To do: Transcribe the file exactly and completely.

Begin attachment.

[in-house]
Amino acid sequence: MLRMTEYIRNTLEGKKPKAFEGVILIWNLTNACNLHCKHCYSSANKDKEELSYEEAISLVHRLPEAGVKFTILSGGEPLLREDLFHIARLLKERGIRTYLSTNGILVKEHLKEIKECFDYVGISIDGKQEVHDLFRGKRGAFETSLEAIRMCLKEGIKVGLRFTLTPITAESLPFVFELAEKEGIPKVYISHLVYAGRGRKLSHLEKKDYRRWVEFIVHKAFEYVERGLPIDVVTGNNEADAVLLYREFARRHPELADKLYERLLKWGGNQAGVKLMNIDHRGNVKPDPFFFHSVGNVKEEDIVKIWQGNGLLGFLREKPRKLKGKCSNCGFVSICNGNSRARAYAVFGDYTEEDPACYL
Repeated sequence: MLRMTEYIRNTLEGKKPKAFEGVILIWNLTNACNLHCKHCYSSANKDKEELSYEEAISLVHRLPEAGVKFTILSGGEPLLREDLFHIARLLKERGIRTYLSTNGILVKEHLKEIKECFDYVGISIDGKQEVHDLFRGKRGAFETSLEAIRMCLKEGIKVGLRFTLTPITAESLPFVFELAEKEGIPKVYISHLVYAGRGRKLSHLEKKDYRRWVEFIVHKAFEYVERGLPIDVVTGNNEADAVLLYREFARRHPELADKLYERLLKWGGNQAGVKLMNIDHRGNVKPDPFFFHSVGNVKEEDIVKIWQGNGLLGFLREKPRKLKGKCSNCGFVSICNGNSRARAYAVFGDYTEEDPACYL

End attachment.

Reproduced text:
[in-house]
Amino acid sequence: MLRMTEYIRNTLEGKKPKAFEGVILIWNLTNACNLHCKHCYSSANKDKEELSYEEAISLVHRLPEAGVKFTILSGGEPLLREDLFHIARLLKERGIRTYLSTNGILVKEHLKEIKECFDYVGISIDGKQEVHDLFRGKRGAFETSLEAIRMCLKEGIKVGLRFTLTPITAESLPFVFELAEKEGIPKVYISHLVYAGRGRKLSHLEKKDYRRWVEFIVHKAFEYVERGLPIDVVTGNNEADAVLLYREFARRHPELADKLYERLLKWGGNQAGVKLMNIDHRGNVKPDPFFFHSVGNVKEEDIVKIWQGNGLLGFLREKPRKLKGKCSNCGFVSICNGNSRARAYAVFGDYTEEDPACYL
Repeated sequence: MLRMTEYIRNTLEGKKPKAFEGVILIWNLTNACNLHCKHCYSSANKDKEELSYEEAISLVHRLPEAGVKFTILSGGEPLLREDLFHIARLLKERGIRTYLSTNGILVKEHLKEIKECFDYVGISIDGKQEVHDLFRGKRGAFETSLEAIRMCLKEGIKVGLRFTLTPITAESLPFVFELAEKEGIPKVYISHLVYAGRGRKLSHLEKKDYRRWVEFIVHKAFEYVERGLPIDVVTGNNEADAVLLYREFARRHPELADKLYERLLKWGGNQAGVKLMNIDHRGNVKPDPFFFHSVGNVKEEDIVKIWQGNGLLGFLREKPRKLKGKCSNCGFVSICNGNSRARAYAVFGDYTEEDPACYL